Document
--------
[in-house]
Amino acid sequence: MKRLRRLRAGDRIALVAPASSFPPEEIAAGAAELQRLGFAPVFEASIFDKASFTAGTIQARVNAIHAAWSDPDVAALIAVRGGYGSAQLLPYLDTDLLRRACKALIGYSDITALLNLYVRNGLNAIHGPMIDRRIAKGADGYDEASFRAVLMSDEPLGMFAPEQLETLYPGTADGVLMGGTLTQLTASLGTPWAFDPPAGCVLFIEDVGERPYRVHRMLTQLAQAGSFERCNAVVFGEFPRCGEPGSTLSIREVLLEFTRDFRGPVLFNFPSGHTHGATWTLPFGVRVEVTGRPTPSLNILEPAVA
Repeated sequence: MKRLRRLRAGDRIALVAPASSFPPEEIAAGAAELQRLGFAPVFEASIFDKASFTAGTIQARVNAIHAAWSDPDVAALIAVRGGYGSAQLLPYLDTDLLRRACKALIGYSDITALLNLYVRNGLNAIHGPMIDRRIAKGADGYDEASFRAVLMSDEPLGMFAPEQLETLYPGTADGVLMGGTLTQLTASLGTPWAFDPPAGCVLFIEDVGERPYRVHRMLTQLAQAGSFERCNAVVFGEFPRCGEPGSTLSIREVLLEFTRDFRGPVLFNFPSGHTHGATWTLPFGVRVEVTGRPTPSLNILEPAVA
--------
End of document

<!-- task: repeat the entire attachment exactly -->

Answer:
[in-house]
Amino acid sequence: MKRLRRLRAGDRIALVAPASSFPPEEIAAGAAELQRLGFAPVFEASIFDKASFTAGTIQARVNAIHAAWSDPDVAALIAVRGGYGSAQLLPYLDTDLLRRACKALIGYSDITALLNLYVRNGLNAIHGPMIDRRIAKGADGYDEASFRAVLMSDEPLGMFAPEQLETLYPGTADGVLMGGTLTQLTASLGTPWAFDPPAGCVLFIEDVGERPYRVHRMLTQLAQAGSFERCNAVVFGEFPRCGEPGSTLSIREVLLEFTRDFRGPVLFNFPSGHTHGATWTLPFGVRVEVTGRPTPSLNILEPAVA
Repeated sequence: MKRLRRLRAGDRIALVAPASSFPPEEIAAGAAELQRLGFAPVFEASIFDKASFTAGTIQARVNAIHAAWSDPDVAALIAVRGGYGSAQLLPYLDTDLLRRACKALIGYSDITALLNLYVRNGLNAIHGPMIDRRIAKGADGYDEASFRAVLMSDEPLGMFAPEQLETLYPGTADGVLMGGTLTQLTASLGTPWAFDPPAGCVLFIEDVGERPYRVHRMLTQLAQAGSFERCNAVVFGEFPRCGEPGSTLSIREVLLEFTRDFRGPVLFNFPSGHTHGATWTLPFGVRVEVTGRPTPSLNILEPAVA